I chose to read this novel as a proud member of Rosie’s Book Review Team and received a copy from the author. This does not affect my review in any way.

I enjoy stories told in the first person, I like getting right inside a character, being privy to all their thoughts and emotions and those of the unnamed narrator of this tale are extraordinary. Our protagonist believes himself to be the all-conquering author of a masterpiece of literary magnificence. The only problem being that he hasn’t written one word of it…yet. He lives an eccentric lifestyle in his flat and tries to channel his Grandfather’s spirit as if believing this will funnel some sort of divine inspiration that will overcome his writer’s block and allow his words to be unleashed upon the waiting world.

 

I thoroughly enjoyed Motel’s writing. Graphically descriptive it’s sharply quick witted and highly perceptive of this would be writer’s unusual lifestyle. An emergency potato – why haven’t I ever thought of having one of those? I loved the dark humour throughout this tightly written story and there were many, many priceless moments which made up a fabulous read.

 

Our narrator eventually comes up the name Inkker Hauser, in unusual fashion. His relationships are disastrous and you would never want to have him as your neighbour but I liked him very much. However, you do need to buckle up to take on the ride that is Inkker when he goes on a date with the lovely Tylissa.

 

He drinks a staggering amount and wanting to impress her with his intellectual and literary genius spouts all sorts of what to most people would be nonsense but which Inkker is earnestly serious about – this ‘A psychonaut. A sailor of the soul, a navigator of the mind. I happen to be something of one’ is how he describes himself to her. As the drink takes hold his behaviour becomes increasingly erratic and you can only sympathise with poor Tylissa and admire her tenacity for hanging on in there particularly when he does something that is a definite no-no in my book!

 

Many pages of this darkly humorous novel are taken up with the date. That might seem like a lot of words just to describe a date but every one of them is needed in order to convey the sheer craziness as it descends into mayhem for Inkker. There are so many reasons why you shouldn’t like this narrator and yet I really do. In some bizarre way, considering how he behaves, he comes across as fragile and endearing and I feel protective of him, especially when he is aware of being mocked by others.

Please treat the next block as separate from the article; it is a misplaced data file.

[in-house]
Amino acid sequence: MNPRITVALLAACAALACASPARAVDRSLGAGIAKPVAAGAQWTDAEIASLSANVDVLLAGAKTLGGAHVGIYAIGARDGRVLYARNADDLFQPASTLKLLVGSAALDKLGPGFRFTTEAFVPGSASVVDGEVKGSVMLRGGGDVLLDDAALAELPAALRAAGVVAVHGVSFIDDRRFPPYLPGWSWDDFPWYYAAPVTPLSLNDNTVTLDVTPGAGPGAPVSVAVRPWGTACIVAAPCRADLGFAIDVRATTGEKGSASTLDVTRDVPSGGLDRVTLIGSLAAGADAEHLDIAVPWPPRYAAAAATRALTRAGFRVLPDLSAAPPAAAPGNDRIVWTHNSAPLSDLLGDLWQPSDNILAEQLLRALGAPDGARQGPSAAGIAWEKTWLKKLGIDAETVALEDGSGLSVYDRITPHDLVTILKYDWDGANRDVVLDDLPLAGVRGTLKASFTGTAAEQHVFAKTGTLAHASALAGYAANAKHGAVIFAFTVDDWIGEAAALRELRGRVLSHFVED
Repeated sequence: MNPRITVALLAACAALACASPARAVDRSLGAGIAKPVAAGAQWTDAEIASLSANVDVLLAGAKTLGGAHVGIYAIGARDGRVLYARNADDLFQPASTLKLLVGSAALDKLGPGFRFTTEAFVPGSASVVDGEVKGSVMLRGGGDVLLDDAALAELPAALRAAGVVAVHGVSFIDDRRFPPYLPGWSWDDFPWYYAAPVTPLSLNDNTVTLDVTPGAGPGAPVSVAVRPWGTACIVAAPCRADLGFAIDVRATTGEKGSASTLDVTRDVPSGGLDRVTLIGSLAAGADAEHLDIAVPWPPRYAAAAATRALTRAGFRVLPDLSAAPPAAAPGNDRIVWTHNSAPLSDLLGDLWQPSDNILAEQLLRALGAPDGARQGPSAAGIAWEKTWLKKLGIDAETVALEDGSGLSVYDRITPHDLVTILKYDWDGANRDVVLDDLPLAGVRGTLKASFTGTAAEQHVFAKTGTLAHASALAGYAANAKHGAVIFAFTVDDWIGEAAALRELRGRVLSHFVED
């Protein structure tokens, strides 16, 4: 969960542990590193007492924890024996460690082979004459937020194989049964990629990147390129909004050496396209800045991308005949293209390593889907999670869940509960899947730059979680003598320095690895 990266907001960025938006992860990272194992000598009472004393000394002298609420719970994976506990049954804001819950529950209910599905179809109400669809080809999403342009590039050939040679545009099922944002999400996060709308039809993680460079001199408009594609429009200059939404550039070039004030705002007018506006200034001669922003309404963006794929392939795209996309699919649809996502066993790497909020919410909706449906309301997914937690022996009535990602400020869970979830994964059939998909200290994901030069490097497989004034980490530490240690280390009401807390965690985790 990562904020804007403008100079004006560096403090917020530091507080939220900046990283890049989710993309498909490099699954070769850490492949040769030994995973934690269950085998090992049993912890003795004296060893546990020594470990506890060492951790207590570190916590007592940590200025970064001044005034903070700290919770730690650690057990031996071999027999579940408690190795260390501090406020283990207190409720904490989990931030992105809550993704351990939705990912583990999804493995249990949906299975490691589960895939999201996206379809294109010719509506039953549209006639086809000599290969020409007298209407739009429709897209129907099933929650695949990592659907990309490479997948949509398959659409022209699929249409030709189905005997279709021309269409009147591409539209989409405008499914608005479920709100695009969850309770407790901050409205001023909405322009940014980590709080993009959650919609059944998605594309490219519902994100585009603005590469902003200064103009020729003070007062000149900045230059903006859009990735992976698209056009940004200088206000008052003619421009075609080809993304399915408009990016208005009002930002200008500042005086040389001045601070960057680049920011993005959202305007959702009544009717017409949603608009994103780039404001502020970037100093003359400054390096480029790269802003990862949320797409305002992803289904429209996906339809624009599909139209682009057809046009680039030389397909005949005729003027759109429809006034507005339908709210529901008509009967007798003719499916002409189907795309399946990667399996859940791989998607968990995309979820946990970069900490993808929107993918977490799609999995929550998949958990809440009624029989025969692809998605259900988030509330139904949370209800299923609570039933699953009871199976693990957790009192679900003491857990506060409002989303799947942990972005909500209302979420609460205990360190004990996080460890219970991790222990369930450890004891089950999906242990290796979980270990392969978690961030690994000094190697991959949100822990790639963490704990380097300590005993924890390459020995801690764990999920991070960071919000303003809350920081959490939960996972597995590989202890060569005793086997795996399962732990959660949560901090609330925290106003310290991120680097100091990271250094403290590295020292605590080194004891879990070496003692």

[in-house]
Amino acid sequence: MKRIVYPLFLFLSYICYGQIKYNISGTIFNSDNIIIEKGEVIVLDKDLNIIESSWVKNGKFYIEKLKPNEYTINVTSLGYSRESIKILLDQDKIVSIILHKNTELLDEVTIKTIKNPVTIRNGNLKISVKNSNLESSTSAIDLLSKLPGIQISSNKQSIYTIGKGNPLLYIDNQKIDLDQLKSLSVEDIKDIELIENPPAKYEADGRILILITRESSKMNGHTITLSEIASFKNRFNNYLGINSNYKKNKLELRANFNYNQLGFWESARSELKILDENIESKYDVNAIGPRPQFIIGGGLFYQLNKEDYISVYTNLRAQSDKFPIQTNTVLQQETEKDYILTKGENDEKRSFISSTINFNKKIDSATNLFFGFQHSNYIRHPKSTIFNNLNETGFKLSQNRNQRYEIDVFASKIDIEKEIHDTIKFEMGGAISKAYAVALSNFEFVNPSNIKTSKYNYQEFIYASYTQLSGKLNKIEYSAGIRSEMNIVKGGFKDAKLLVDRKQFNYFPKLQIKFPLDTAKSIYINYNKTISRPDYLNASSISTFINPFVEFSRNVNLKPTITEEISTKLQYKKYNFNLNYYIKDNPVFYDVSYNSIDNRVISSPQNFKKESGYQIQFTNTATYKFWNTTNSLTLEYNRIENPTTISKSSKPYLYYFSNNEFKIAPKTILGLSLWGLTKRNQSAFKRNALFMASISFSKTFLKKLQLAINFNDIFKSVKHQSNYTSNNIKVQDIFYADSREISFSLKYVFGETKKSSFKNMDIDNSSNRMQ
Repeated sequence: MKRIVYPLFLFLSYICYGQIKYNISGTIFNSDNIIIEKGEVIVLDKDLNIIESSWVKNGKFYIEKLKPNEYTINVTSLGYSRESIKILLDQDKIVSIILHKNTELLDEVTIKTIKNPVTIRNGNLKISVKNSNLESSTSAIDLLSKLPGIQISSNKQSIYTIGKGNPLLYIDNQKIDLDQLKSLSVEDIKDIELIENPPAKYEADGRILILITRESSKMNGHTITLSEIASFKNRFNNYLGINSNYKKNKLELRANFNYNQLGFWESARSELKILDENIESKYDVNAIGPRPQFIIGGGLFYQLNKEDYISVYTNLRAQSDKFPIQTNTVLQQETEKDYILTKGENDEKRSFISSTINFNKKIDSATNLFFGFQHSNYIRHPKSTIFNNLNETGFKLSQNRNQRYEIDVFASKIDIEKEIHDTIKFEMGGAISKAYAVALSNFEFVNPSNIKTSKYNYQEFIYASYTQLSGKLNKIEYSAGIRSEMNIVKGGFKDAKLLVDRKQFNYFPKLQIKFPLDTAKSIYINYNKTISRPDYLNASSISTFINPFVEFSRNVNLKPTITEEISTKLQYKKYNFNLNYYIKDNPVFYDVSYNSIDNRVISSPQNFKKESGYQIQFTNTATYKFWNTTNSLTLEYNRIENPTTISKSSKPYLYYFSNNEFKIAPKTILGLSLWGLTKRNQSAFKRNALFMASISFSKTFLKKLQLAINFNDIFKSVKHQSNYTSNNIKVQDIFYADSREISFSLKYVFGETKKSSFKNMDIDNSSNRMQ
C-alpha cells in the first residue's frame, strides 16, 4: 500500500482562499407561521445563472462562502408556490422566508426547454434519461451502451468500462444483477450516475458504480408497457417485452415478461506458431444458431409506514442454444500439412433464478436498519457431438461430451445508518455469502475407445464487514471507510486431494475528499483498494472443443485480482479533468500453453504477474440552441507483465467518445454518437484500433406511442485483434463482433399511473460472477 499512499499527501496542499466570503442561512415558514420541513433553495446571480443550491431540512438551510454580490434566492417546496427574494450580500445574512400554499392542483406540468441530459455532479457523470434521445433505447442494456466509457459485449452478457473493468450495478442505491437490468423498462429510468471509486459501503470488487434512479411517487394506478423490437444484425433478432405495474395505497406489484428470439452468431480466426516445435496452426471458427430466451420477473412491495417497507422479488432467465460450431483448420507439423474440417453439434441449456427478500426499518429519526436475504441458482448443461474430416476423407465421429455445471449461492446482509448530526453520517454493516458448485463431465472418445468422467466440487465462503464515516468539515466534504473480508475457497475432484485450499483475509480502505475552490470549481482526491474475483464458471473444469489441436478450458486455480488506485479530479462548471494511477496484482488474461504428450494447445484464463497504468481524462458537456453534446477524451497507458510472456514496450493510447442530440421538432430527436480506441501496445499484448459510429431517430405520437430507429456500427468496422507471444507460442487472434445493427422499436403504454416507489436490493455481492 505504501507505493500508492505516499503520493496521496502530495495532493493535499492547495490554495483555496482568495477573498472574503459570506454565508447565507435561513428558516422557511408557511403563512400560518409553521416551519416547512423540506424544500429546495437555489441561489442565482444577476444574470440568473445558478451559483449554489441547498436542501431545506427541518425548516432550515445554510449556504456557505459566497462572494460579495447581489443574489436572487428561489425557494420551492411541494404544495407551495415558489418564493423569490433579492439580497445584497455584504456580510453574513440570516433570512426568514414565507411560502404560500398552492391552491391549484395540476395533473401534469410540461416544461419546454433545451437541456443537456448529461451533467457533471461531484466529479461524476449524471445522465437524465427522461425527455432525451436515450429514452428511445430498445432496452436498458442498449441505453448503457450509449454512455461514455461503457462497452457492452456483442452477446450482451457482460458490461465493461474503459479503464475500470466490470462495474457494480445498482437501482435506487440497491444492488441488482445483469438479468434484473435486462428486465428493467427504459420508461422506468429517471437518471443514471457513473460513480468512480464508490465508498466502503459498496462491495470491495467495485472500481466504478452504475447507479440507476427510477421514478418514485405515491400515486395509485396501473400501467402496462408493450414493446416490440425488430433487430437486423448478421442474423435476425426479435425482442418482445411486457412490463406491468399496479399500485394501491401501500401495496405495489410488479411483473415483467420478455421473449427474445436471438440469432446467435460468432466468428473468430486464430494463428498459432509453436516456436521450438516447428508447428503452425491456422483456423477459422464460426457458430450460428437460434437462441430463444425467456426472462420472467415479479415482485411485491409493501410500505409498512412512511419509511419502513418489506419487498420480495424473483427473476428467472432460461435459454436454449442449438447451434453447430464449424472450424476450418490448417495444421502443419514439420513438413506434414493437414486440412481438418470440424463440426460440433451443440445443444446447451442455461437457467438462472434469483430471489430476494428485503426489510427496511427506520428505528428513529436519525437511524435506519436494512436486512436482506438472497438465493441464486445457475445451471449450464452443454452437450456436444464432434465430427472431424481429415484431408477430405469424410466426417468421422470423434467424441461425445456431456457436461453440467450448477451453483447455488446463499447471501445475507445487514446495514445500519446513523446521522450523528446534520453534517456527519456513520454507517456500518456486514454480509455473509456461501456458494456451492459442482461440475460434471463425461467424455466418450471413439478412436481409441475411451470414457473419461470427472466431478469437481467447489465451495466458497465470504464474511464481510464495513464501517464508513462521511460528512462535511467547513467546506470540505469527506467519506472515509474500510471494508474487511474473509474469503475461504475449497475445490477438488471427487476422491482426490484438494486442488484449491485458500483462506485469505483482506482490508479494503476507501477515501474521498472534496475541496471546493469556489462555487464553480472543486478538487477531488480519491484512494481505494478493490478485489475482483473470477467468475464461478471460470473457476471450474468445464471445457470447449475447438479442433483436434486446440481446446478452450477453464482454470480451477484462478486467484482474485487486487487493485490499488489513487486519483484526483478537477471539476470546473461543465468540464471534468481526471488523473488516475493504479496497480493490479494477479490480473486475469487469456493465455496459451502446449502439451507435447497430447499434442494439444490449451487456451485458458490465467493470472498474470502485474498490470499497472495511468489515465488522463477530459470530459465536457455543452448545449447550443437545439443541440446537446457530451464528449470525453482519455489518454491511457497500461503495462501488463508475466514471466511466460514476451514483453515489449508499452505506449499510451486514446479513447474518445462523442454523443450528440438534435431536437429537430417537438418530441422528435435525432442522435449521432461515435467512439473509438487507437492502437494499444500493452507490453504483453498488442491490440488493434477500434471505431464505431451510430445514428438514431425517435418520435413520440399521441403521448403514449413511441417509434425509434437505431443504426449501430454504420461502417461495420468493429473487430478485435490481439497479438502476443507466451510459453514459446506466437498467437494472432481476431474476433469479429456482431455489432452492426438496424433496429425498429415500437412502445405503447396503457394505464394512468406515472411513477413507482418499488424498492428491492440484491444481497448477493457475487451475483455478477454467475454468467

Because it’s written in the first person we are exposed to his thoughts, feelings and anxieties and these show his vulnerability and increasing desperation as the night unravels. But nothing that has gone before compares to the pain you can feel Inkker going through when he meets his new neighbours.

They are, Claire, who calls him Inky, and Adrian, a writer of novels, and they invite Inkker to a flat warming party telling him to ‘dress fancy’ a term he misunderstands but I loved the amount of planning that went into his appearance.

 

Inkker’s behaviour becomes increasingly wild. He’s banned from his local, The Laughing Goat, but when he goes to make the peace in an attempt to be allowed back in he can’t help but cause more trouble. His eccentric domestic habits become more and more surreal, I mean, the mannequin, what is going on there? Towards the end his violent thoughts and destructive actions escalate to levels that wreak havoc on his life and then there is a devastating setback for him, the desperate grief that follows all consuming. And you feel it, you really do.

 

Excellently written I would recommend this to everyone who fancies reading something highly original and totally entertaining – and don’t we all want to do that? I truly hope to read much more from this terrific writer in the future.

 

Amazon UK

Amazon US

3 Responses to #TuesdayBookBlog #Bookreview for Rum Hijack by Phil Motel @philmotel #RBRT #contemporary #literary #darkhumour
  1. […] the life of this author while he was writing his novel, Rum Hijack (which I highly recommend here), and it shows an increasingly unhappy life both at home, which the motel isn’t, really, and […]


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